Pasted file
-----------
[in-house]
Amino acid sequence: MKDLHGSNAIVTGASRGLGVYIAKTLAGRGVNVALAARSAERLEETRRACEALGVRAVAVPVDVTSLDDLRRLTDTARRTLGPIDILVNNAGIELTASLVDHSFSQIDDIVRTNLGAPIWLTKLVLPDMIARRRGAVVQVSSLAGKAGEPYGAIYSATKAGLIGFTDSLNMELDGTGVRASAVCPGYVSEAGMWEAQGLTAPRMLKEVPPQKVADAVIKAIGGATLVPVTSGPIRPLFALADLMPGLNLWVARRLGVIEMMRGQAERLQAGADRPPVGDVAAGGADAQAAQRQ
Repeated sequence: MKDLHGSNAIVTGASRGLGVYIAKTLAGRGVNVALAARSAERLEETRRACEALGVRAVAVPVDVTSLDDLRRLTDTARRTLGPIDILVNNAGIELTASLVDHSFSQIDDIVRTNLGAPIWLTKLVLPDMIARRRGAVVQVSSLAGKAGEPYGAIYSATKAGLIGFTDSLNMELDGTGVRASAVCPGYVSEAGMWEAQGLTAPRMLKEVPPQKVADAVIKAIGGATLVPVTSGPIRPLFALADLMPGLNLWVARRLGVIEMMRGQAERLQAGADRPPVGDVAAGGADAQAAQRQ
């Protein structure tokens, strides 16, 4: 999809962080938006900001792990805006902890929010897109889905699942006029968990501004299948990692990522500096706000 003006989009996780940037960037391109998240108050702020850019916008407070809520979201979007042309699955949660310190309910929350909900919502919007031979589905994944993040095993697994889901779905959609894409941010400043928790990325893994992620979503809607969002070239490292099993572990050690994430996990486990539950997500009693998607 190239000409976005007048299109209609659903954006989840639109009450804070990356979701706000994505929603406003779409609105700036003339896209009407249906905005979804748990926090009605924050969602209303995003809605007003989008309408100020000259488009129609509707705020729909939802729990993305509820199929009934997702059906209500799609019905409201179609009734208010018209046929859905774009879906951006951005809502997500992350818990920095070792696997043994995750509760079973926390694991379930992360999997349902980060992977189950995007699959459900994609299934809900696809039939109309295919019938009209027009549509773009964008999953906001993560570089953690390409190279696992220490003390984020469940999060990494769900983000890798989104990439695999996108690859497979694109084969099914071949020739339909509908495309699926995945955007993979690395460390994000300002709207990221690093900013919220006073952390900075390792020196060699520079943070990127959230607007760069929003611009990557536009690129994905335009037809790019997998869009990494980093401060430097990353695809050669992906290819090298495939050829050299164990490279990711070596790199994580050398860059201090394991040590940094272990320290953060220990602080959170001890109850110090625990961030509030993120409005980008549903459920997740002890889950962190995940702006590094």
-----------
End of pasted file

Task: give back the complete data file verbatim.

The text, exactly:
[in-house]
Amino acid sequence: MKDLHGSNAIVTGASRGLGVYIAKTLAGRGVNVALAARSAERLEETRRACEALGVRAVAVPVDVTSLDDLRRLTDTARRTLGPIDILVNNAGIELTASLVDHSFSQIDDIVRTNLGAPIWLTKLVLPDMIARRRGAVVQVSSLAGKAGEPYGAIYSATKAGLIGFTDSLNMELDGTGVRASAVCPGYVSEAGMWEAQGLTAPRMLKEVPPQKVADAVIKAIGGATLVPVTSGPIRPLFALADLMPGLNLWVARRLGVIEMMRGQAERLQAGADRPPVGDVAAGGADAQAAQRQ
Repeated sequence: MKDLHGSNAIVTGASRGLGVYIAKTLAGRGVNVALAARSAERLEETRRACEALGVRAVAVPVDVTSLDDLRRLTDTARRTLGPIDILVNNAGIELTASLVDHSFSQIDDIVRTNLGAPIWLTKLVLPDMIARRRGAVVQVSSLAGKAGEPYGAIYSATKAGLIGFTDSLNMELDGTGVRASAVCPGYVSEAGMWEAQGLTAPRMLKEVPPQKVADAVIKAIGGATLVPVTSGPIRPLFALADLMPGLNLWVARRLGVIEMMRGQAERLQAGADRPPVGDVAAGGADAQAAQRQ
């Protein structure tokens, strides 16, 4: 999809962080938006900001792990805006902890929010897109889905699942006029968990501004299948990692990522500096706000 003006989009996780940037960037391109998240108050702020850019916008407070809520979201979007042309699955949660310190309910929350909900919502919007031979589905994944993040095993697994889901779905959609894409941010400043928790990325893994992620979503809607969002070239490292099993572990050690994430996990486990539950997500009693998607 190239000409976005007048299109209609659903954006989840639109009450804070990356979701706000994505929603406003779409609105700036003339896209009407249906905005979804748990926090009605924050969602209303995003809605007003989008309408100020000259488009129609509707705020729909939802729990993305509820199929009934997702059906209500799609019905409201179609009734208010018209046929859905774009879906951006951005809502997500992350818990920095070792696997043994995750509760079973926390694991379930992360999997349902980060992977189950995007699959459900994609299934809900696809039939109309295919019938009209027009549509773009964008999953906001993560570089953690390409190279696992220490003390984020469940999060990494769900983000890798989104990439695999996108690859497979694109084969099914071949020739339909509908495309699926995945955007993979690395460390994000300002709207990221690093900013919220006073952390900075390792020196060699520079943070990127959230607007760069929003611009990557536009690129994905335009037809790019997998869009990494980093401060430097990353695809050669992906290819090298495939050829050299164990490279990711070596790199994580050398860059201090394991040590940094272990320290953060220990602080959170001890109850110090625990961030509030993120409005980008549903459920997740002890889950962190995940702006590094």